How can I turn on PC motherboard with Arduino/Teensy? (measurements inside)

I'm trying to connect a Teensy 3.2 to a PC motherboard to turn the PC on/off. The motherboard header is 2-pin (PWRBTN# and GND), like all PC motherboards.

I'd also like to use a 2-pin Y-splitter to enable both my Teensy and the physical PC power button to turn the PC on/off.

The voltage between the PWRBTN# and GND is 3.458v. If I short PWRBTN# and GND (turns the PC on), the current is 0.83 mA.

  1. Can I use a simple Y-splitter to connect my Teensy and physical PC power button together?
  2. How can I wire the motherboard to my Teensy and then use it to turn on/off the PC?

A simple way is with a small relay. Control the relay with the Teensy. The relay will need a driver. Connect the PWRBTN# pin to the NO terminal of the relay and the common terminal to ground. When the relay is closed, the PWRBTN# pin will short to ground.

Is it not a momentary switch ?

Close the relay and a moment later open it. Boom, momentary switch.

How about a solid state relay?:


The TLP175A might be a better choice, 'cuz it's not obsolete :wink:

If a solid state relay works, a (much cheaper, much smaller) optocoupler will work just fine as well. An SSR is for power switching, and total overkill for this.

As this is a computer it's probably a low voltage DC signal, so an optocoupler should do the job.

If you are powering the Teensy from the computer’s standby supply - which makes the most sense - then opto-isolation is not necessary given that the wiring is short - a few inches inside the PC case - and run together. Just use a common NPN transistor at your “Y” connector, emitter to ground, collector to the switch and base via a 470 Ohm resistor to the Teensy.

wvmarle:
If a solid state relay works, a (much cheaper, much smaller) optocoupler will work just fine as well. An SSR is for power switching, and total overkill for this.

As this is a computer it's probably a low voltage DC signal, so an optocoupler should do the job.

Dang, you're right -- I saw 0.83mA and read .83A (i.e. 830mA). Post updated.

Paul__B:
If you are powering the Teensy from the computer's standby supply - which makes the most sense - then opto-isolation is not necessary given that the wiring is short - a few inches inside the PC case - and run together. Just use a common NPN transistor at your "Y" connector, emitter to ground, collector to the switch and base via a 470 Ohm resistor to the Teensy.

wvmarle:
If a solid state relay works, a (much cheaper, much smaller) optocoupler will work just fine as well. An SSR is for power switching, and total overkill for this.

Except, can we know for sure how that power switch is wired. The opto can be used High-Side, Low-Side, sideways, and on it's ear. It's just a more forgiving solution, in an arena of newbie obfuscation -- is all I'm saying :wink:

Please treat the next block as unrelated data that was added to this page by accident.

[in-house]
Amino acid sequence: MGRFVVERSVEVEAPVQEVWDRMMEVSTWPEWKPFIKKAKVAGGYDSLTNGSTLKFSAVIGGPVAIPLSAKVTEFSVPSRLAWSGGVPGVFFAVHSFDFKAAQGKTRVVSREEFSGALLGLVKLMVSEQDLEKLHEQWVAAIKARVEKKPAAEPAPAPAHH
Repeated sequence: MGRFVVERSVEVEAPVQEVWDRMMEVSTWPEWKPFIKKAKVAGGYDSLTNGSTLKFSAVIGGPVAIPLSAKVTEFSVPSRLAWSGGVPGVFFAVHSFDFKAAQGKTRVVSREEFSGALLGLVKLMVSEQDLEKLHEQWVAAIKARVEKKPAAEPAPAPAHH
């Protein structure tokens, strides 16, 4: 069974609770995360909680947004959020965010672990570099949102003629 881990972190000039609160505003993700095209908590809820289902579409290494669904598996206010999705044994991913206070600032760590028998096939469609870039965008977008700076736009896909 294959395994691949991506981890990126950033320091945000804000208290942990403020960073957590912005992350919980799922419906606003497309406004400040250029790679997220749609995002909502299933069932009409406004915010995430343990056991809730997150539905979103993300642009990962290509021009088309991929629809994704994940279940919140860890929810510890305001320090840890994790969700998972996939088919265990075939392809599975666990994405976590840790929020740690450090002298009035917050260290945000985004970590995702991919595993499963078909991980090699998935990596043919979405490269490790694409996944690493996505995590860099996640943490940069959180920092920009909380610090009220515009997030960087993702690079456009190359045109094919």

The TLP175A costs a buck thirty, and is for switching currents below 100mA, with a mere tenth of that current on the input. So, seems like an excellent solution to me.

ReverseEMF:
Except, can we know for sure how that power switch is wired. The opto can be used High-Side, Low-Side, sideways, and on it's ear. It's just a more forgiving solution, in an arena of newbie obfuscation -- is all I'm saying :wink:

The TLP175A costs a buck thirty, and is for switching currents below 100mA, with a mere tenth of that current. So, seems like an excellent solution to me.

Absolutely right, the opto also realize a "galvanic isolation", so if you have a short-circuit in your "Teensy" that will not impact the PC or motherboard.

If you program the on/off of a computer remember: The most motherboard switch the PC completely off by hold it pressed by 4 seconds, for switching on is 1 second more than enough.
Note besides that in programs the time is given in milliseconds (ms), so 1 second are 1000 ms & 4 s are 4000 ms.

Enjoy!

ReverseEMF:
Except, can we know for sure how that power switch is wired. The opto can be used High-Side, Low-Side, sideways, and on it's ear.

That's funny. The OP said:

sofakng:
The motherboard header is 2-pin (PWRBTN# and GND), like all PC motherboards.

Paul__B:
That's funny. The OP said:
"The motherboard header is 2-pin (PWRBTN# and GND), like all PC motherboards."

Yeah, right -- that's real specific. And you're going to believe the OP really knows the nature of "all PC Motherboards", or that "GND" is actually ground, or that GND is the negative side of the supply, or that there isn't some other unrevealed mystery, or that the OP even has enough skill to get their MCU based system properly connected to the PC's ground [no offense to the OP]. They very well might know what the heck they're talking about. But, so often the gotcha, is a confident sounding OP who [inadvertently, we hope] fools all the fools.